Giancarlo Pawelec, an editorial commercial photographer based in Toronto, knows the struggle of steady cash flow. Pawelec credits Wave's digital payments, automatic reminders, and mobile app for making it easier to be paid on time:

Go out there and get paid

The struggle to get paid on time is real, but don’t fret!

Our study revealed that microbusiness owners are increasing the amount of invoices they send, a trend that started during the pandemic when more people started their own service-based businesses. The average value of invoices is also rising, with a 17.1% increase from 2019 to 2021, which means small business owners are getting paid on time more frequently, likely due to their owners leveraging more digital solutions.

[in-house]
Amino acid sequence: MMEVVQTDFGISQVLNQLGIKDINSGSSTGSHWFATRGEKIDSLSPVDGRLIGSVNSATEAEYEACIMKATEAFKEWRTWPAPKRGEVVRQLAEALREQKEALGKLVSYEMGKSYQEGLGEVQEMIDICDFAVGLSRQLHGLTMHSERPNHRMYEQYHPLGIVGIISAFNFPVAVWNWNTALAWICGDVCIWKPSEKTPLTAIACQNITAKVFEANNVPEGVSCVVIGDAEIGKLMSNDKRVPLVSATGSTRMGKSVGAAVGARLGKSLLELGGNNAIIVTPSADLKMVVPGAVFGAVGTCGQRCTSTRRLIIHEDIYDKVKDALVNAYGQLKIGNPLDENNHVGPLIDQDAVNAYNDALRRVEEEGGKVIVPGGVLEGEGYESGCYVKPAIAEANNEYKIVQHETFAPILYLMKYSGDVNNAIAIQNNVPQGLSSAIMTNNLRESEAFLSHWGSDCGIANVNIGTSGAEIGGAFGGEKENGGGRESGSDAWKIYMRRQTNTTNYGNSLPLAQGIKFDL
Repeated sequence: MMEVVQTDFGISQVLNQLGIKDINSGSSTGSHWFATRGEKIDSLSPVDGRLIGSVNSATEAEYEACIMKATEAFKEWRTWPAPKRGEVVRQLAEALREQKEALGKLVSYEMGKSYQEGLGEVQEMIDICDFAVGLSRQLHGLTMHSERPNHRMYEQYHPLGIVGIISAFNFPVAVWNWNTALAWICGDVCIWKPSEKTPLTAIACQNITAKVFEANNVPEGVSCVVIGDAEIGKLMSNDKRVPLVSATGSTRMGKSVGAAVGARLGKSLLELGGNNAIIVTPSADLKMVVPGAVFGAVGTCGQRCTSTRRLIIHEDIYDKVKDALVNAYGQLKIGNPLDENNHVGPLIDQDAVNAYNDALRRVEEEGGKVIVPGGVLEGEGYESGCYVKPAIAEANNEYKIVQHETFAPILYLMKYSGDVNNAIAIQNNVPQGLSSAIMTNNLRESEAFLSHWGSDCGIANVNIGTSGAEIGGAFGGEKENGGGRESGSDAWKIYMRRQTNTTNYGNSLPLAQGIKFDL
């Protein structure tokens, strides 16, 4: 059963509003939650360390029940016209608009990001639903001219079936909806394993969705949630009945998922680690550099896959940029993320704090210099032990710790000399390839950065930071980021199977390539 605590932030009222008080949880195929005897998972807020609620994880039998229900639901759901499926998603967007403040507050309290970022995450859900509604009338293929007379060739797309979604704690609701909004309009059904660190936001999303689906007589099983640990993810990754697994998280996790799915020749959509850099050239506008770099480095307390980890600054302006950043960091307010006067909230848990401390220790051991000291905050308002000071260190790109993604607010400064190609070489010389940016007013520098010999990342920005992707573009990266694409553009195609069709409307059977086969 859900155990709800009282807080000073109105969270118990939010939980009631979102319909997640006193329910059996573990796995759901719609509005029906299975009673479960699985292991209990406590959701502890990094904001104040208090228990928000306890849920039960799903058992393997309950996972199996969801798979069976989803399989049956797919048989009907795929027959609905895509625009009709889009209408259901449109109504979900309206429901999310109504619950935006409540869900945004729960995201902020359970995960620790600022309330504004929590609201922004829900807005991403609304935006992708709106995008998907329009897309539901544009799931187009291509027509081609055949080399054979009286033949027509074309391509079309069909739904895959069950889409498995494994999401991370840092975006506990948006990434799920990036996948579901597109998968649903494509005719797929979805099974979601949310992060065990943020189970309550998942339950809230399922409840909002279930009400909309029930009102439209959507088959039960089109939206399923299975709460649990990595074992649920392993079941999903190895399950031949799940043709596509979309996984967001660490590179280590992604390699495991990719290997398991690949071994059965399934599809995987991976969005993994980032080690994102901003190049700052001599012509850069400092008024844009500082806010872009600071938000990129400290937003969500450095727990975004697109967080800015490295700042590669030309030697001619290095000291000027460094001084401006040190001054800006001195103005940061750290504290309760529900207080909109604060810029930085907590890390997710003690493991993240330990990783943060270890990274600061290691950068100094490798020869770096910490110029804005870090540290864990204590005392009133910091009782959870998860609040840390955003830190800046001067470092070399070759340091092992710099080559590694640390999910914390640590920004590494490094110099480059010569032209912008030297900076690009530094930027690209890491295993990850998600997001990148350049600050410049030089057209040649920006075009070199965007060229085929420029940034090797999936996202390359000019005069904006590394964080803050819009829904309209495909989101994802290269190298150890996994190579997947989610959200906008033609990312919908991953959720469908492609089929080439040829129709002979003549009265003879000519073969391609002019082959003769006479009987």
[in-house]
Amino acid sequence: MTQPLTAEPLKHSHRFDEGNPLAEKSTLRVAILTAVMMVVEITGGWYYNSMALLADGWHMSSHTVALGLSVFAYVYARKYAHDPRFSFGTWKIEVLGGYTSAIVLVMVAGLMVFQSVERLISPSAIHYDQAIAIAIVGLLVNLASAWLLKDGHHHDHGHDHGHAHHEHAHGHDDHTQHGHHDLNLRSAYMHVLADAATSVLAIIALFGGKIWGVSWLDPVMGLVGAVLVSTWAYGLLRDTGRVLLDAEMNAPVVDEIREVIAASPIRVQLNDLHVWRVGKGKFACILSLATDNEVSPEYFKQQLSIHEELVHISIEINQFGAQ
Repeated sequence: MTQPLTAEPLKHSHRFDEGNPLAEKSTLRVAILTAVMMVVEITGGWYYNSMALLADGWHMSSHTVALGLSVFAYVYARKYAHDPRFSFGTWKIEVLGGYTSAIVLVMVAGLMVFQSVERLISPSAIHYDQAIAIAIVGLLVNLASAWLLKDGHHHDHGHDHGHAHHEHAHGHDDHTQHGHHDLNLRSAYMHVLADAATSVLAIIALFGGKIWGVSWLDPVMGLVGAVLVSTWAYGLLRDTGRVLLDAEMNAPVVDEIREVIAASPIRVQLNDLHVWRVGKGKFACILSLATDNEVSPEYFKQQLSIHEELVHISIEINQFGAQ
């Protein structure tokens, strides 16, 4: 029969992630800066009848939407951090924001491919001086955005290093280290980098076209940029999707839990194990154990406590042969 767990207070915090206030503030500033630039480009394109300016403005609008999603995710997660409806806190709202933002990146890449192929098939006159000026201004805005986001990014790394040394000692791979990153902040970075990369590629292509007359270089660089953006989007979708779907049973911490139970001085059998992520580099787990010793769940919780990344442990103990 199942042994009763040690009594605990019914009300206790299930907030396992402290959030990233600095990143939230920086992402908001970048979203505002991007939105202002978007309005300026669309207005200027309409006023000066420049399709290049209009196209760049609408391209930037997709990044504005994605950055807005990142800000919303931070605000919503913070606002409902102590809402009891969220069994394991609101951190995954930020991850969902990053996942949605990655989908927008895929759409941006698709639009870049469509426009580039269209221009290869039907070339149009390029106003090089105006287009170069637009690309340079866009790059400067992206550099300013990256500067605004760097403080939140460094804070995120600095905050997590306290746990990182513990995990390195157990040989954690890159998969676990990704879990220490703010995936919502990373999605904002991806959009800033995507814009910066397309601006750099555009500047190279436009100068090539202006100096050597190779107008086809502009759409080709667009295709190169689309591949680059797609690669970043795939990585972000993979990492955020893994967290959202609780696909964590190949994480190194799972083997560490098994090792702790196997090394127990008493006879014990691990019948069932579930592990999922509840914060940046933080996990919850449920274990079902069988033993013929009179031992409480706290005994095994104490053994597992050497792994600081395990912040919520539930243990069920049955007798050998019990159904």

While you ultimately don’t have control over what your client does, there are things you can do to set yourself up for success.

Wave's invoicing software saves microbusiness owners time and takes the stress out of getting paid. Create beautiful invoices and send automatic payment reminders, all for $0.

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By Sophia Savva

The information and tips shared on this blog are meant to be used as learning and personal development tools as you launch, run and grow your business. While a good place to start, these articles should not take the place of personalized advice from professionals. As our lawyers would say: “All content on Wave’s blog is intended for informational purposes only. It should not be considered legal or financial advice.” Additionally, Wave is the legal copyright holder of all materials on the blog, and others cannot re-use or publish it without our written consent.